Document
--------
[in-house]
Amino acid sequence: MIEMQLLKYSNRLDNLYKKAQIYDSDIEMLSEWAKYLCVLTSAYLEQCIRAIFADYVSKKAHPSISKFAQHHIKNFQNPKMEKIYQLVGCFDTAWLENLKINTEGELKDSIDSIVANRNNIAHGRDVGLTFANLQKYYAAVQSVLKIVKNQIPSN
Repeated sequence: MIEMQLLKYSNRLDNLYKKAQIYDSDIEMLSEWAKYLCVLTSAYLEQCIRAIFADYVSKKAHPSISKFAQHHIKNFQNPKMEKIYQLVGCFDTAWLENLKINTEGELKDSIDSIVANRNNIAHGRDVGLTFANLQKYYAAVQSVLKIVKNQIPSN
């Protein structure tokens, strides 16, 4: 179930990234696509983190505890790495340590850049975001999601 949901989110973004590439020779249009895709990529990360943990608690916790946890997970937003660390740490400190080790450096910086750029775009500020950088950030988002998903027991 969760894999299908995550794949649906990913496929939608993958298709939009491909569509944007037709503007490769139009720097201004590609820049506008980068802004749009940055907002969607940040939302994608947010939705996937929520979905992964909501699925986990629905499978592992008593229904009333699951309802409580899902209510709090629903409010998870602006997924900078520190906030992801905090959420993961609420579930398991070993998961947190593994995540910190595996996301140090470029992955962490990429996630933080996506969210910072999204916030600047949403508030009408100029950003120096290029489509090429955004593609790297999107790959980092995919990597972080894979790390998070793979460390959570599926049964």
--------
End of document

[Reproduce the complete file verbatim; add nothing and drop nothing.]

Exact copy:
[in-house]
Amino acid sequence: MIEMQLLKYSNRLDNLYKKAQIYDSDIEMLSEWAKYLCVLTSAYLEQCIRAIFADYVSKKAHPSISKFAQHHIKNFQNPKMEKIYQLVGCFDTAWLENLKINTEGELKDSIDSIVANRNNIAHGRDVGLTFANLQKYYAAVQSVLKIVKNQIPSN
Repeated sequence: MIEMQLLKYSNRLDNLYKKAQIYDSDIEMLSEWAKYLCVLTSAYLEQCIRAIFADYVSKKAHPSISKFAQHHIKNFQNPKMEKIYQLVGCFDTAWLENLKINTEGELKDSIDSIVANRNNIAHGRDVGLTFANLQKYYAAVQSVLKIVKNQIPSN
């Protein structure tokens, strides 16, 4: 179930990234696509983190505890790495340590850049975001999601 949901989110973004590439020779249009895709990529990360943990608690916790946890997970937003660390740490400190080790450096910086750029775009500020950088950030988002998903027991 969760894999299908995550794949649906990913496929939608993958298709939009491909569509944007037709503007490769139009720097201004590609820049506008980068802004749009940055907002969607940040939302994608947010939705996937929520979905992964909501699925986990629905499978592992008593229904009333699951309802409580899902209510709090629903409010998870602006997924900078520190906030992801905090959420993961609420579930398991070993998961947190593994995540910190595996996301140090470029992955962490990429996630933080996506969210910072999204916030600047949403508030009408100029950003120096290029489509090429955004593609790297999107790959980092995919990597972080894979790390998070793979460390959570599926049964």